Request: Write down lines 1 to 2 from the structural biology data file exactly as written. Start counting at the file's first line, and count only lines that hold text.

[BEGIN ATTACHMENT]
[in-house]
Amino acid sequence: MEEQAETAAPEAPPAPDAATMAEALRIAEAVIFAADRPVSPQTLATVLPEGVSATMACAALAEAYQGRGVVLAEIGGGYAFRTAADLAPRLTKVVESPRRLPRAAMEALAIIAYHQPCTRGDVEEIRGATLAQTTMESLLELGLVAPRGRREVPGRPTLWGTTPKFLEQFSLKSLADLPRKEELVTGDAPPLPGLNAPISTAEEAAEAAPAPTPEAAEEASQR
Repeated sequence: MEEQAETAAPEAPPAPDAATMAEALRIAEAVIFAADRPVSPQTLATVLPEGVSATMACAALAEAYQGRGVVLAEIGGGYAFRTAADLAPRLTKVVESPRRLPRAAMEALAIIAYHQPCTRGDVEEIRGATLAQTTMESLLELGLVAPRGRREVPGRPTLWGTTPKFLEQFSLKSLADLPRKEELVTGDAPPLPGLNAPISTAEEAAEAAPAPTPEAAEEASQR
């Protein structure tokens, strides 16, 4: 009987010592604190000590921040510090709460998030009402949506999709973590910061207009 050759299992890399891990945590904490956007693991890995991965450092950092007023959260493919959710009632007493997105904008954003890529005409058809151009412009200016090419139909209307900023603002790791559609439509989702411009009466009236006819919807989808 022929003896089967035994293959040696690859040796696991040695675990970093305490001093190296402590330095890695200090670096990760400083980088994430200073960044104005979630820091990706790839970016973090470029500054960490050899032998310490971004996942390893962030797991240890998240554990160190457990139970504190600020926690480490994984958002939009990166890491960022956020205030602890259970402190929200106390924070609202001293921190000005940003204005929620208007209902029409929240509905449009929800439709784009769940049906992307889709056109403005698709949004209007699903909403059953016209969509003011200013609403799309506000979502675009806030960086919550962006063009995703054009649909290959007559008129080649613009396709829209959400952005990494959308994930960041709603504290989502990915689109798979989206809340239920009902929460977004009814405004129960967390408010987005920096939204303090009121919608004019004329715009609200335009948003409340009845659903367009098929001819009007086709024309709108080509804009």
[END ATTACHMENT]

[in-house]
Amino acid sequence: MEEQAETAAPEAPPAPDAATMAEALRIAEAVIFAADRPVSPQTLATVLPEGVSATMACAALAEAYQGRGVVLAEIGGGYAFRTAADLAPRLTKVVESPRRLPRAAMEALAIIAYHQPCTRGDVEEIRGATLAQTTMESLLELGLVAPRGRREVPGRPTLWGTTPKFLEQFSLKSLADLPRKEELVTGDAPPLPGLNAPISTAEEAAEAAPAPTPEAAEEASQR